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Discussion Starter #1
Looking at buying a pair of sidi boots for street use and possibly track days in the future. I was looking at getting the vertigo boots. I see they have many other models, vertabra, b2, cobra......
Whats the difference between the models? Prices vary, but they look the same
How do the models rank in order?
 

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The Road Beckons...
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Looking at buying a pair of sidi boots for street use and possibly track days in the future. I was looking at getting the vertigo boots. I see they have many other models, vertabra, b2, cobra......
Whats the difference between the models? Prices vary, but they look the same
How do the models rank in order?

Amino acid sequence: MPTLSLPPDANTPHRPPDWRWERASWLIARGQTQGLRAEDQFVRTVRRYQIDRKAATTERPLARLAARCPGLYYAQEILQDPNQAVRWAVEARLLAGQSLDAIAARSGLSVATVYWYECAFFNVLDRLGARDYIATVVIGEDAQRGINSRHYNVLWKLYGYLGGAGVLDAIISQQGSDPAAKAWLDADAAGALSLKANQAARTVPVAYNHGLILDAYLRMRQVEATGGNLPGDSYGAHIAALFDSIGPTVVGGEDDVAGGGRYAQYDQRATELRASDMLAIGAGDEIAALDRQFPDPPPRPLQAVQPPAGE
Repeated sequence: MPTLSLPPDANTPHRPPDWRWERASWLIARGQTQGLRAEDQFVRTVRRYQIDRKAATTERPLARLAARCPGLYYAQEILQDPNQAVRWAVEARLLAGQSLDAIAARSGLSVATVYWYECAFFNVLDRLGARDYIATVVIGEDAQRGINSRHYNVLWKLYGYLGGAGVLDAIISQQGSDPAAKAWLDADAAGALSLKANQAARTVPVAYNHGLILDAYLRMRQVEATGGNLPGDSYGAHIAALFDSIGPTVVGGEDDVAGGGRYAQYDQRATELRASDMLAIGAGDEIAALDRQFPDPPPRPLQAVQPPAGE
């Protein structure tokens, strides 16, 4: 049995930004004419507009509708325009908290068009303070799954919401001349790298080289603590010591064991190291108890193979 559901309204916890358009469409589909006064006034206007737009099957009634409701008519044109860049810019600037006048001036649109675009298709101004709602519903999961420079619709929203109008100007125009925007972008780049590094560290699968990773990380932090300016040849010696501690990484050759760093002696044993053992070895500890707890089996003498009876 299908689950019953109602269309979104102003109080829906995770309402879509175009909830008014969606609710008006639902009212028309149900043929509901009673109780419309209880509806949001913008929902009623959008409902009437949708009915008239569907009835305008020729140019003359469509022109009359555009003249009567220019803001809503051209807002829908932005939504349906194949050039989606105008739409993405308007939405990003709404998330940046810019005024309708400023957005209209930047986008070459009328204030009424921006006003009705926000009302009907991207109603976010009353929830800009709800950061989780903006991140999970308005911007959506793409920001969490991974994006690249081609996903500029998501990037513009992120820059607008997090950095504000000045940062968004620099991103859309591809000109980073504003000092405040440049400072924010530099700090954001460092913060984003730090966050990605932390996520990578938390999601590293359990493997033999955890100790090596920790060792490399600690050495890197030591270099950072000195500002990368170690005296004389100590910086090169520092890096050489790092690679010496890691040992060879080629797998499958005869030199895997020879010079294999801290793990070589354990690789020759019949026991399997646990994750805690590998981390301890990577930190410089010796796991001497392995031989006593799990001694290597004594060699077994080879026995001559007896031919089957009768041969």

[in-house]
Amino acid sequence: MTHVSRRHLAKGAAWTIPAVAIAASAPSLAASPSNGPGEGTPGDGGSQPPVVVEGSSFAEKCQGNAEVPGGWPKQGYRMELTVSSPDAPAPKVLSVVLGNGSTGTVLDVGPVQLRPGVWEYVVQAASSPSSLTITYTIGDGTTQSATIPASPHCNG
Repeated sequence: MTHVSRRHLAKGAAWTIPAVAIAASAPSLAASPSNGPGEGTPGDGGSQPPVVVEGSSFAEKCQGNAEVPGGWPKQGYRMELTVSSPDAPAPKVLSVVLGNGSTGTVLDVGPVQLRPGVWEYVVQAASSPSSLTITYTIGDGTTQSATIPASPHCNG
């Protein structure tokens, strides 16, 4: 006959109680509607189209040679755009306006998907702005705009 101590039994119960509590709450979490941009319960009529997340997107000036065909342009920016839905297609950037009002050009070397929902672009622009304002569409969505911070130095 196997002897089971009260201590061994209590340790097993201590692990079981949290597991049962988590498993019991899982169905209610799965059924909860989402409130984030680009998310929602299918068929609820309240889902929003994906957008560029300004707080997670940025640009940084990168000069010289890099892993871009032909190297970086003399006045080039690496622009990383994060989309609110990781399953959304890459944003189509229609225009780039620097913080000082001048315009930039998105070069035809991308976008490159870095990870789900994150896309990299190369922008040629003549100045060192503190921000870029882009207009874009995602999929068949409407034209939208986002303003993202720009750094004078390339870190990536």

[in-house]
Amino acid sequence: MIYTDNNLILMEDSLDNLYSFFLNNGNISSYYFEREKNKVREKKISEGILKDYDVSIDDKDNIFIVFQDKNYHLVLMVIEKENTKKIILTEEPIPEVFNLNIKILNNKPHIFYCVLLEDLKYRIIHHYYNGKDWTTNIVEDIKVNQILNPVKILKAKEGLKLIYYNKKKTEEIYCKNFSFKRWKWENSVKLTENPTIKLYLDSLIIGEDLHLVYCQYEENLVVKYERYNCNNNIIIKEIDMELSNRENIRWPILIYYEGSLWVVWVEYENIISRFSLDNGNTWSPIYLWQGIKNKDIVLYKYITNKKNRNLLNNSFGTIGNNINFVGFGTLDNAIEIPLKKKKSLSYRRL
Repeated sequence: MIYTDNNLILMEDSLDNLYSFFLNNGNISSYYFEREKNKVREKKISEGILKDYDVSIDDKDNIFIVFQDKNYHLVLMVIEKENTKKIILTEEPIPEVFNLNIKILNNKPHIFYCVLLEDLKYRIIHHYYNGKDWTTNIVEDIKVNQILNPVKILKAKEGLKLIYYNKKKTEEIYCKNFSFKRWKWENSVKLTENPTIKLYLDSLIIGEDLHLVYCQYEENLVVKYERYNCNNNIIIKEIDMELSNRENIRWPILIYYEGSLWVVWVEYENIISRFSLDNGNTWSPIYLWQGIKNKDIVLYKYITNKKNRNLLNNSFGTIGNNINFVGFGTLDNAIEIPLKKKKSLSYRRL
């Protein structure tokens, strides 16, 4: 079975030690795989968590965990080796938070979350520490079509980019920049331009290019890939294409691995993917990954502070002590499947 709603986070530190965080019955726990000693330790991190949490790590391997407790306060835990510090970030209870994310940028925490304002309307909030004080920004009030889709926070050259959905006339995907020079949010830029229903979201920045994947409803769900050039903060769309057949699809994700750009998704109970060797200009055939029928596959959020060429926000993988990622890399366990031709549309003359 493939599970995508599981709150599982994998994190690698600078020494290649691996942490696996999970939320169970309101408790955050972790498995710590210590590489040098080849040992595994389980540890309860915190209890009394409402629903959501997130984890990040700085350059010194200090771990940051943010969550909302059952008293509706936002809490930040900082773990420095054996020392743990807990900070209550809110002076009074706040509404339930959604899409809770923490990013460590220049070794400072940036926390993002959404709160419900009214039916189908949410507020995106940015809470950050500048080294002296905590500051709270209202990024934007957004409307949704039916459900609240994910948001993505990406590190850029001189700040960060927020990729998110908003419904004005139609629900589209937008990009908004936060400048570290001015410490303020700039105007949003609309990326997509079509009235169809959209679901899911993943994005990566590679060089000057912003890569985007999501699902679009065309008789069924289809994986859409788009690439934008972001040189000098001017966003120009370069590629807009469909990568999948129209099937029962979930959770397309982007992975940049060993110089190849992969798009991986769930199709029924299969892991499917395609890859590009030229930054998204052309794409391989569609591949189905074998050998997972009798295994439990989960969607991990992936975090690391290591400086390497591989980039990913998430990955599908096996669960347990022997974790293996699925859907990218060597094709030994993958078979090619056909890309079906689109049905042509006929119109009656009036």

Jeremy, they are great boots, whichever price point you go with. The more expensive boots in the range have more plastic which helps limit extreme movements if the worst should occur. I added a link to Motonation which is one of the primary importers and dealers. Sidi are all hand made in Italy, and fit is very true to size.

Sidi sport-on road - MotoNation

Hope this helps.

-Alex
 

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My understanding of Sidi evolution, I think it is accurate but treat this like you should treat other internet-mined wisdom:

Vertebra was replaced with the Vertigo. Two flavors of Vertigo, the regular and Corsa, and both of those had regular and air (perf leather). Now we have the Vortice in place of the Vertigo Corsa, and the Cobra looks to have replaced the non-Corsa Vertigos. There are safety improvements on the Vortice, but one of the big advantages of the Vortice is that the soles are replaceable.

Personally I have the Vertigo Airs, and use them street/track. Easy on/off. But my next pair will be Vortice Airs, as I want the most protection possible for track.

You have to figure out how much you want to spend and how much protection you're comfortable with. Typically the more expensive the boot within a particular brand, the more time consuming it is to take on/off but it protects more. Do you intend to wear the boots all day, say for when you're commuting to work? Vortices probably not a good choice there.